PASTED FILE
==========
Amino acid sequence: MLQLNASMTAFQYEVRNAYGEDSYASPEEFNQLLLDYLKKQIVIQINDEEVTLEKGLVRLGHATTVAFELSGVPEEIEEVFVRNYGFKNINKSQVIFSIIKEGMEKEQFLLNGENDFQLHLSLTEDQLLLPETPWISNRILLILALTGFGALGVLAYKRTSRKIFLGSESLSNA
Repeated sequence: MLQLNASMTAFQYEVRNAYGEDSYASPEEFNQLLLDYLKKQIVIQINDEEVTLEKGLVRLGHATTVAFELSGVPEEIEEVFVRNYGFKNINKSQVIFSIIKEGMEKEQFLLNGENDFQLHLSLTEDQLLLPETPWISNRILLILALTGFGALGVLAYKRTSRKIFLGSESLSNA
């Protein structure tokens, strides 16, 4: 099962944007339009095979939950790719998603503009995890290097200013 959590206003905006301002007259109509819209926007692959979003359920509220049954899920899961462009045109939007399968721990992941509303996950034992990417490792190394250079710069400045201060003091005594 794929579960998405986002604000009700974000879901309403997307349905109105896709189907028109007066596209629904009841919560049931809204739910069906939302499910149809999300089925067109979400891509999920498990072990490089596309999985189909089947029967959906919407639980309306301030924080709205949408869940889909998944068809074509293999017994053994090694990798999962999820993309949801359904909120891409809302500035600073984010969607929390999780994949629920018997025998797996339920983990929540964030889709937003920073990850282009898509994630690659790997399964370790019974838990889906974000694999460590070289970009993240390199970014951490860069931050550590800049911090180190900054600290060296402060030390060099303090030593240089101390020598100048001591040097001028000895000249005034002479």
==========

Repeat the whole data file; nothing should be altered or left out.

Amino acid sequence: MLQLNASMTAFQYEVRNAYGEDSYASPEEFNQLLLDYLKKQIVIQINDEEVTLEKGLVRLGHATTVAFELSGVPEEIEEVFVRNYGFKNINKSQVIFSIIKEGMEKEQFLLNGENDFQLHLSLTEDQLLLPETPWISNRILLILALTGFGALGVLAYKRTSRKIFLGSESLSNA
Repeated sequence: MLQLNASMTAFQYEVRNAYGEDSYASPEEFNQLLLDYLKKQIVIQINDEEVTLEKGLVRLGHATTVAFELSGVPEEIEEVFVRNYGFKNINKSQVIFSIIKEGMEKEQFLLNGENDFQLHLSLTEDQLLLPETPWISNRILLILALTGFGALGVLAYKRTSRKIFLGSESLSNA
């Protein structure tokens, strides 16, 4: 099962944007339009095979939950790719998603503009995890290097200013 959590206003905006301002007259109509819209926007692959979003359920509220049954899920899961462009045109939007399968721990992941509303996950034992990417490792190394250079710069400045201060003091005594 794929579960998405986002604000009700974000879901309403997307349905109105896709189907028109007066596209629904009841919560049931809204739910069906939302499910149809999300089925067109979400891509999920498990072990490089596309999985189909089947029967959906919407639980309306301030924080709205949408869940889909998944068809074509293999017994053994090694990798999962999820993309949801359904909120891409809302500035600073984010969607929390999780994949629920018997025998797996339920983990929540964030889709937003920073990850282009898509994630690659790997399964370790019974838990889906974000694999460590070289970009993240390199970014951490860069931050550590800049911090180190900054600290060296402060030390060099303090030593240089101390020598100048001591040097001028000895000249005034002479």